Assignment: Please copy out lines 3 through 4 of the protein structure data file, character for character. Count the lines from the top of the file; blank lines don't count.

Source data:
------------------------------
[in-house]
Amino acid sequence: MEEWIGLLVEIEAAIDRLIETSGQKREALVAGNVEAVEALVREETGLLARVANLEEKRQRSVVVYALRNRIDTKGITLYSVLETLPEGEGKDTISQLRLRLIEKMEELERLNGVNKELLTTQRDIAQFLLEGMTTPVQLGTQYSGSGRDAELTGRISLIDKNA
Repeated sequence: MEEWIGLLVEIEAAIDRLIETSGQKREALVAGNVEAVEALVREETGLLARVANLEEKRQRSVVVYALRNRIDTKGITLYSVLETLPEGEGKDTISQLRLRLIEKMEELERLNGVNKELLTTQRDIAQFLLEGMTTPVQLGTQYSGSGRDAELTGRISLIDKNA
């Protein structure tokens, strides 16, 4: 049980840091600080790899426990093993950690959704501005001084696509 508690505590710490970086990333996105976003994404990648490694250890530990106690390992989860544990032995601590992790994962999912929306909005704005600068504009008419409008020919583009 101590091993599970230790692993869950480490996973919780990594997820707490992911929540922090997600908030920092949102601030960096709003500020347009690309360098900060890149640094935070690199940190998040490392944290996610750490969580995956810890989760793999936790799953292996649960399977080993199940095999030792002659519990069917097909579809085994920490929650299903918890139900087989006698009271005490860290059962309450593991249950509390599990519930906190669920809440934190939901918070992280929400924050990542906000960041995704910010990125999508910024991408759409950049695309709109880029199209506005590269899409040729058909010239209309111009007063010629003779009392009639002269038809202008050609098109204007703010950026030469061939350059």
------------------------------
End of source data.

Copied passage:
Repeated sequence: MEEWIGLLVEIEAAIDRLIETSGQKREALVAGNVEAVEALVREETGLLARVANLEEKRQRSVVVYALRNRIDTKGITLYSVLETLPEGEGKDTISQLRLRLIEKMEELERLNGVNKELLTTQRDIAQFLLEGMTTPVQLGTQYSGSGRDAELTGRISLIDKNA
């Protein structure tokens, strides 16, 4: 049980840091600080790899426990093993950690959704501005001084696509 508690505590710490970086990333996105976003994404990648490694250890530990106690390992989860544990032995601590992790994962999912929306909005704005600068504009008419409008020919583009 101590091993599970230790692993869950480490996973919780990594997820707490992911929540922090997600908030920092949102601030960096709003500020347009690309360098900060890149640094935070690199940190998040490392944290996610750490969580995956810890989760793999936790799953292996649960399977080993199940095999030792002659519990069917097909579809085994920490929650299903918890139900087989006698009271005490860290059962309450593991249950509390599990519930906190669920809440934190939901918070992280929400924050990542906000960041995704910010990125999508910024991408759409950049695309709109880029199209506005590269899409040729058909010239209309111009007063010629003779009392009639002269038809202008050609098109204007703010950026030469061939350059």